X10
  1. X10
  2. XTENLANG-322

v.equals(v) returns false for x10 values

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      Description

       value V {}
      
      public class Bug {
          public static def main(var args: Rail[String]): void = {
              val v = new V();
              x10.runtime.NativeRuntime.println(v.equals(v).toString());
          }
      }
      

      outputs false.

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          Hide
          Dave Cunningham added a comment -

          v == v checks the pointers, i.e. is broken since new V() != new V()

          v.equals(v) is broken because value V does not have a ::equals method, thus inherits Value::equals which only returns true when given another concrete instance of Value

          We should generate a .equals for every value that looks like this

          bool equals (ref<Object> other) {
              if (other == this) return true;
              if (other->type != this->type) return false;  // see Value::equals for how to do this
              if (other->f1 != this->f1) return false;
              if (other->f2 != this->f2) return false;
              ...
              if (other->fn != this->fn) return false;
              return true;
          }
          

          Alternatively we can try and write a general equals() inside Value that uses memcmp, but that will mean new V() == new Value() and we will also have to memset to 0 on allocation to make sure all padding is 0

          Show
          Dave Cunningham added a comment - v == v checks the pointers, i.e. is broken since new V() != new V() v.equals(v) is broken because value V does not have a ::equals method, thus inherits Value::equals which only returns true when given another concrete instance of Value We should generate a .equals for every value that looks like this bool equals (ref< Object > other) { if (other == this ) return true ; if (other->type != this ->type) return false ; // see Value::equals for how to do this if (other->f1 != this ->f1) return false ; if (other->f2 != this ->f2) return false ; ... if (other->fn != this ->fn) return false ; return true ; } Alternatively we can try and write a general equals() inside Value that uses memcmp, but that will mean new V() == new Value() and we will also have to memset to 0 on allocation to make sure all padding is 0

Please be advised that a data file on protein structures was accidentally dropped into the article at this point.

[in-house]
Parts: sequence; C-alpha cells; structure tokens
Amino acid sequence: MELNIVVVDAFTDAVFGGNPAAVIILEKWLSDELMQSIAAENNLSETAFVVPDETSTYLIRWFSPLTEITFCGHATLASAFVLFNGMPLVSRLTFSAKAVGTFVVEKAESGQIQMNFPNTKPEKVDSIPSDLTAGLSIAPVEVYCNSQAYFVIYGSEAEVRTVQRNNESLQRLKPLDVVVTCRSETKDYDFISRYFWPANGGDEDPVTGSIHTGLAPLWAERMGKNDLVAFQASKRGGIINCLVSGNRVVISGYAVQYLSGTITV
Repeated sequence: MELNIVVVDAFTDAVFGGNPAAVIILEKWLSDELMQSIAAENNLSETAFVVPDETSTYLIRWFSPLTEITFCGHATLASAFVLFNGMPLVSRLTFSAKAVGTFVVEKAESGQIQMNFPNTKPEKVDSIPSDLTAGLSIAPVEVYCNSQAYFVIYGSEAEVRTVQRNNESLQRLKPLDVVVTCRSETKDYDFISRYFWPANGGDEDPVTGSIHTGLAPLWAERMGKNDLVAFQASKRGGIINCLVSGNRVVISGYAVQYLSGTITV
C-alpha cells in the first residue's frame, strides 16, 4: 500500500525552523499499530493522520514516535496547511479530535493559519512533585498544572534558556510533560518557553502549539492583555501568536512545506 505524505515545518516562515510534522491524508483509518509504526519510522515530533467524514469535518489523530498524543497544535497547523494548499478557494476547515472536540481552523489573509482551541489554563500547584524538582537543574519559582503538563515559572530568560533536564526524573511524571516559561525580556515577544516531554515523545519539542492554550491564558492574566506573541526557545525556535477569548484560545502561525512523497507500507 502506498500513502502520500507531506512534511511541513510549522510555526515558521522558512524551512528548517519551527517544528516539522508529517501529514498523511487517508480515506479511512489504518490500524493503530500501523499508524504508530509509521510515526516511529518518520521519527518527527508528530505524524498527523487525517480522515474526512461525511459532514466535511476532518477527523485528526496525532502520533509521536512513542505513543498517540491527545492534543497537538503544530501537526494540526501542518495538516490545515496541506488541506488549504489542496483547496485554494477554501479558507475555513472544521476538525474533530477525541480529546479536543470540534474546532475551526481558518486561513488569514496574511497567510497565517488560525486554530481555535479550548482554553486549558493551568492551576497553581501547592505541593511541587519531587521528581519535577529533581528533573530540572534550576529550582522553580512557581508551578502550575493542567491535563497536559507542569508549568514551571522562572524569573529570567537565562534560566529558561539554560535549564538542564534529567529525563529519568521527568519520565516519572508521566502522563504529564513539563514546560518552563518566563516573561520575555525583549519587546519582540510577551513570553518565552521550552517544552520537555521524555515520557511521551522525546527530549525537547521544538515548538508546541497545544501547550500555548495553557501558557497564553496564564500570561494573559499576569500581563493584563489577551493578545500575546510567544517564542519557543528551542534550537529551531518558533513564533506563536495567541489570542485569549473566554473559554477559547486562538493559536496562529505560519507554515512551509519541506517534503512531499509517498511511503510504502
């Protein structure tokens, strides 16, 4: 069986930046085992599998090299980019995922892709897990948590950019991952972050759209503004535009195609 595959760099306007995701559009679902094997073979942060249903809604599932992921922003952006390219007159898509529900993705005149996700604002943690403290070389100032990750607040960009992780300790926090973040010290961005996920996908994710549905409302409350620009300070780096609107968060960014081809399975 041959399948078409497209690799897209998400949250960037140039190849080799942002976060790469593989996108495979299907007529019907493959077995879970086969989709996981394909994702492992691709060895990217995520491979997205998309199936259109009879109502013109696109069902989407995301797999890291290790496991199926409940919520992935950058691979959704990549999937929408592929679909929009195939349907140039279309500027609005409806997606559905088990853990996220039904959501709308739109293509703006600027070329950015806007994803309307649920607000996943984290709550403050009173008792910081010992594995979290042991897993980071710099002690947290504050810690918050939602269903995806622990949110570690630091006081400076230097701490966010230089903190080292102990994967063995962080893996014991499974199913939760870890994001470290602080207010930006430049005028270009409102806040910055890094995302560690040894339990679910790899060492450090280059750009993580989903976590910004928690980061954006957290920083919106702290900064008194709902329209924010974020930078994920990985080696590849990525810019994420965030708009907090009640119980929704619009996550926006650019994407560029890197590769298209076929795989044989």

Hide
          Igor Peshansky added a comment -

          Now that we have a regression script, upgrading to Blocker.

          Show
          Igor Peshansky added a comment - Now that we have a regression script, upgrading to Blocker.
          Hide
          Igor Peshansky added a comment -

          This should now be fixed. However, I may have missed adding _struct_equals to some hand-written value class. Please verify.

          Show
          Igor Peshansky added a comment - This should now be fixed. However, I may have missed adding _struct_equals to some hand-written value class. Please verify.
          Hide
          David Grove added a comment -

          Bulk close of old resolved issues.

          Show
          David Grove added a comment - Bulk close of old resolved issues.

            People

            • Assignee:
              Igor Peshansky
              Reporter:
              Olivier Tardieu
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              Dates

              • Created:
                Updated:
                Resolved: